Love to you all.



Obviously I can't lay claim to this picture - this is another one of Beth's. I like seeing how I look to other people, it's always handy to have a different perspective. Sometimes an outsider's view is helpful, refreshing, and comforting. Sometimes others have the ability to know us better than we know ourselves, while other times only we can know our actions, our feelings, our hopes.
Not everything is in black and white. Do you know what I'm looking at and why? What led me to that place? What did I do to get there? The answers are probably as blurred as the background - you can make them out, but they aren't completely clear. Even though life is subjective - we feel, we love, we lose...I wish we had more perspective sometimes. I wish we could photograph points in our lives, stand back, evaluate them, and see them for what they really are. I think that if we could do that, our outlook on life experiences might be more accurate, calculated, and serene.
Any number of things could have been running through my head at that moment, I honestly don't remember what I was thinking exactly. I asked Beth the other day what her facial expression would be if she could choose one that exemplified her personality. When she asked me the same question, I said I'd have a loving look. We've all hurt people, but since when have pain and love been strangers? I love people, and since not enough people get to experience that in life I'm comfortable with providing and radiating that love- that's my perspective.


Picture of the Day

This is a picture I took on a rainy day near Palazzo Strozzi; the puddle reflects a Louis Vuitton window. I really like the picture for its colors - the reds and greens amongst the grayish brown stone, it's quite nice.
For some reason I've been pretty blank lately. I suppose I'm still working off massive amounts of sleep deprivation, but some of the best writers probably slept rarely while they were working. What's wrong with me?
I suppose I'm worried. What more can I tell you? Well, I'll answer that - I still have to inform you about Scotland, and my trip there, which was pretty illuminating as I mentioned before. I'll do that when the pictures correspond to the subject matter, which they will.
I wanted to start of Picture of the Day week with this one though because it's pretty representative of life in general, or at least I think so. We go about our monotonous routines, then there are riots of color at random times, random places in our lives. I suppose I'm living in that puddle right now - swimming in it's vivacity, randomness, beauty, and impermanence.
This is also encouraging for those who don't feel as though their lives are what they want them to be. If you feel as though you're stuck on those cold, hard, drab stones, you do have that lovely puddle to fall into, and I promise it's coming.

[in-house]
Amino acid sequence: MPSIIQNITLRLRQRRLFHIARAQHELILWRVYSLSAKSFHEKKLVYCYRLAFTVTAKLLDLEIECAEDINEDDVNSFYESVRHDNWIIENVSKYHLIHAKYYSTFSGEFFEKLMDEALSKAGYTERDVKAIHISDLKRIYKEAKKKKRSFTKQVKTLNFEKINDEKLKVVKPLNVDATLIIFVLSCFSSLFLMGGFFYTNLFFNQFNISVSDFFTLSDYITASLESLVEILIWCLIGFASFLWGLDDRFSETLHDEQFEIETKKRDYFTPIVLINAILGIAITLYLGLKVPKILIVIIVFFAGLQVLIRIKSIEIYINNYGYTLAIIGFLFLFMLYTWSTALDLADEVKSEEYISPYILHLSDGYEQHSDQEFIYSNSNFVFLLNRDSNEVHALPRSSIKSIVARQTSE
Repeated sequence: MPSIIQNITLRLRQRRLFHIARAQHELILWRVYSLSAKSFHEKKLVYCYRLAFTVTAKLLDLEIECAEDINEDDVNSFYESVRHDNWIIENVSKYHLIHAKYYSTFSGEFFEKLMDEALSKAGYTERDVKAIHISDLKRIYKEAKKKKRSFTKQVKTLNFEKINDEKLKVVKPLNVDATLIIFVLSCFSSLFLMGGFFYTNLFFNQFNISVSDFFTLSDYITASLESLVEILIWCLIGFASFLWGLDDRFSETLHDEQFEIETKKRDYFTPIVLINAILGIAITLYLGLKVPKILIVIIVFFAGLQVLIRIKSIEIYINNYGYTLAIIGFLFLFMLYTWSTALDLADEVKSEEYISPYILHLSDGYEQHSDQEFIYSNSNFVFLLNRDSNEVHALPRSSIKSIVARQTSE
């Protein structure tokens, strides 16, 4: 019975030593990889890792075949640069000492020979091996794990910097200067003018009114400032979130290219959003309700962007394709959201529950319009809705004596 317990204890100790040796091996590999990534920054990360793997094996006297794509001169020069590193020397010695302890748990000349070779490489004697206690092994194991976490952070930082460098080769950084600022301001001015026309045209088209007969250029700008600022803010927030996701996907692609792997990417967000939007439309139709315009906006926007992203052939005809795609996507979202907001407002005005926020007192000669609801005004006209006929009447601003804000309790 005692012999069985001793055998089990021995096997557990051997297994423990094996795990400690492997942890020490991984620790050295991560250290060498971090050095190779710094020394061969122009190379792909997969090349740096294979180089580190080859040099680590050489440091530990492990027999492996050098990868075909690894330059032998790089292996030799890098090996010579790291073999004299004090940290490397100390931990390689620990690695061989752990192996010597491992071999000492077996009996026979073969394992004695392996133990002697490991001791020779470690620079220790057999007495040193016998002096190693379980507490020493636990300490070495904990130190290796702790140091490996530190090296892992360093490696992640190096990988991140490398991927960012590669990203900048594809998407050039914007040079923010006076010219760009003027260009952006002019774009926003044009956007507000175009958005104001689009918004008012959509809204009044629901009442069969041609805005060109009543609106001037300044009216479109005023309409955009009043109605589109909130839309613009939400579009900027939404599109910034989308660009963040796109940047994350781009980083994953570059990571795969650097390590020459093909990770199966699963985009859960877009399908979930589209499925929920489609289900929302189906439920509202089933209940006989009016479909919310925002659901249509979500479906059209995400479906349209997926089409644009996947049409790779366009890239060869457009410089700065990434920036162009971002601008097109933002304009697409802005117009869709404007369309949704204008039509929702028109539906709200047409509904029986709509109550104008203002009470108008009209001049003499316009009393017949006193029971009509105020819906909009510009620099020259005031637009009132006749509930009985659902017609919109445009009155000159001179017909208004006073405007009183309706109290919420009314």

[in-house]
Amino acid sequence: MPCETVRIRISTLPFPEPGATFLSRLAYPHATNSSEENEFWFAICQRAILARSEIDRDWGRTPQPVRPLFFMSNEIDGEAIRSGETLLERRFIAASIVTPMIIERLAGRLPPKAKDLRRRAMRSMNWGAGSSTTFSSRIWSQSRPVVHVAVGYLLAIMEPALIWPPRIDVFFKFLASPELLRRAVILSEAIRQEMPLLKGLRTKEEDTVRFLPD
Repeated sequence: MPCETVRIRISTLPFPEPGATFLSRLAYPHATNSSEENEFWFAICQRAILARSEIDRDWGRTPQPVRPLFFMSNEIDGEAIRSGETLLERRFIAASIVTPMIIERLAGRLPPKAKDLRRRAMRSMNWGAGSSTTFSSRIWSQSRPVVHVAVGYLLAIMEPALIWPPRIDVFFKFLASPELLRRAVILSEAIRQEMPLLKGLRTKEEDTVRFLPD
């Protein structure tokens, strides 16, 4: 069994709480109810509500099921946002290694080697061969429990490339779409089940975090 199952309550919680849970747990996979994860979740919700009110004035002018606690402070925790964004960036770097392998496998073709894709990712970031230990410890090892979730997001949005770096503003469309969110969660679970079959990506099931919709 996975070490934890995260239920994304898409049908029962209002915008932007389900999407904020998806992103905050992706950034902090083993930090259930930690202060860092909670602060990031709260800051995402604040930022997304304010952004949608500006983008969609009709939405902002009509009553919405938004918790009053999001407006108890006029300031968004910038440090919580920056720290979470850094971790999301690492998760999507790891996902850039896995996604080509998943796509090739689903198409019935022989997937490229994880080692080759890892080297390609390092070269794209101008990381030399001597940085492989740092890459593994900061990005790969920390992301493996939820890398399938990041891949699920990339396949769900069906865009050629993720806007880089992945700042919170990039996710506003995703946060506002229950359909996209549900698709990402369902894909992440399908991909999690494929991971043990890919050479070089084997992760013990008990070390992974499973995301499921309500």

Love from Italia


Back from Scozia

After a long hiatus, I have returned. I've decided a couple of things.

1. I must have themes/requests in order to continue posting regularly.
2. This week my theme will be pictures. I'll post one picture every day, and discuss. This achieves two goals - I will post regularly, and I will fulfill requests for more pictures.

Tomorrow I'll write a substantial post; I mainly wanted to let people know that I'm alive and quite well.

P.S. Haggis is delicious.
P.P.S Please keep reading despite the overwhelming feelings that this is a bad relationship, you usually have commitment issues and you don't know why you thought this time would be different. I can change I really can!

Just think about it.



I'm in Scotland and I only have a limited amount of time until my internet is up at my hostel. I think I really only have time for random thoughts, things I can blog about later - just think of it as an appetizer, an antipasti, whatever.

1. I had lunch at McDonald's yesterday in the train station and it made me incandescently happy. God Bless America.
2. We get to Scotland last night and the only food we can find, all other places were closed, was Italian food. Amo l'Italia.
3. It's interesting waking up in the same room with people you don't know. Interesting having the first encounter be while you're rubbing your eyes and your hair's all mussed from sleeping.
4. I'm thoroughly amused by my life right now.
5. I apologize if my spelling isn't up to par, thank goodness for Macs with spellcheck.
6. I had a Guiness last night and it wasn't all I had hoped it to be.
9 minutes...
7. This may be the most horrible blog post I've ever written but I'm okay with it. That being said, I should probably stop while I'm ahead. I really miss you all, I just wanted to let you know that I'm alive and well, and will hopefully have my favorite variety of Salt & Vinegar chips in my belly quite soon. Love you!


As Requested

Jeff emailed me this morning saying, forgivably, that poetry isn't his cup of tea and that he'd like to know more about local color. I realize while Poetry Week was a thumpin' good time for me, it might not have been for others, and I apologize. This is why my email is on my blog! Email me/comment if you'd like to know something specific, like to see a picture of something, have suggestions, etc. Ideally, I'm not writing on this blog just for a sense of accomplishment, but also to entertain - I'd like to succeed at it.

Jeff's email certainly got me thinking this morning, so I began journaling about it, and this is more or less what I came up with.

There are two, relatively easily, recognizable spheres of being in Florence : The Tourist World and The Italian World.